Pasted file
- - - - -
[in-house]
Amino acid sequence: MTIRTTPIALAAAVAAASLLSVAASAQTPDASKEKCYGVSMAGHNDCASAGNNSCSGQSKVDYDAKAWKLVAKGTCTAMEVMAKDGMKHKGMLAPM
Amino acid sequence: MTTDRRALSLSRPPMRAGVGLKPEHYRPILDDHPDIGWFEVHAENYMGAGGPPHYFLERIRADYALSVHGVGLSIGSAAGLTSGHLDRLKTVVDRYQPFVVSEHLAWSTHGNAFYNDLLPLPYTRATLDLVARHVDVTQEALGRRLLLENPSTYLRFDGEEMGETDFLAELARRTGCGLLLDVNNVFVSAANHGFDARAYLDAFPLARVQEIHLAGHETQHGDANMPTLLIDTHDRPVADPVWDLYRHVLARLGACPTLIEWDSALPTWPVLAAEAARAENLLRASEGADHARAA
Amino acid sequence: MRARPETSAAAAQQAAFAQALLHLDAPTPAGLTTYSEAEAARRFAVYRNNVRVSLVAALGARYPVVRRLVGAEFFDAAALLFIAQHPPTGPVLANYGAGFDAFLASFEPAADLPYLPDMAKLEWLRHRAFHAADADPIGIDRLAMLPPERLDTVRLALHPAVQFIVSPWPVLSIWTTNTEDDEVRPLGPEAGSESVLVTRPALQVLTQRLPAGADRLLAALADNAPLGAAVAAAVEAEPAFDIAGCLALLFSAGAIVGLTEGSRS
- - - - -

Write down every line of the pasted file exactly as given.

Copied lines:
[in-house]
Amino acid sequence: MTIRTTPIALAAAVAAASLLSVAASAQTPDASKEKCYGVSMAGHNDCASAGNNSCSGQSKVDYDAKAWKLVAKGTCTAMEVMAKDGMKHKGMLAPM
Amino acid sequence: MTTDRRALSLSRPPMRAGVGLKPEHYRPILDDHPDIGWFEVHAENYMGAGGPPHYFLERIRADYALSVHGVGLSIGSAAGLTSGHLDRLKTVVDRYQPFVVSEHLAWSTHGNAFYNDLLPLPYTRATLDLVARHVDVTQEALGRRLLLENPSTYLRFDGEEMGETDFLAELARRTGCGLLLDVNNVFVSAANHGFDARAYLDAFPLARVQEIHLAGHETQHGDANMPTLLIDTHDRPVADPVWDLYRHVLARLGACPTLIEWDSALPTWPVLAAEAARAENLLRASEGADHARAA
Amino acid sequence: MRARPETSAAAAQQAAFAQALLHLDAPTPAGLTTYSEAEAARRFAVYRNNVRVSLVAALGARYPVVRRLVGAEFFDAAALLFIAQHPPTGPVLANYGAGFDAFLASFEPAADLPYLPDMAKLEWLRHRAFHAADADPIGIDRLAMLPPERLDTVRLALHPAVQFIVSPWPVLSIWTTNTEDDEVRPLGPEAGSESVLVTRPALQVLTQRLPAGADRLLAALADNAPLGAAVAAAVEAEPAFDIAGCLALLFSAGAIVGLTEGSRS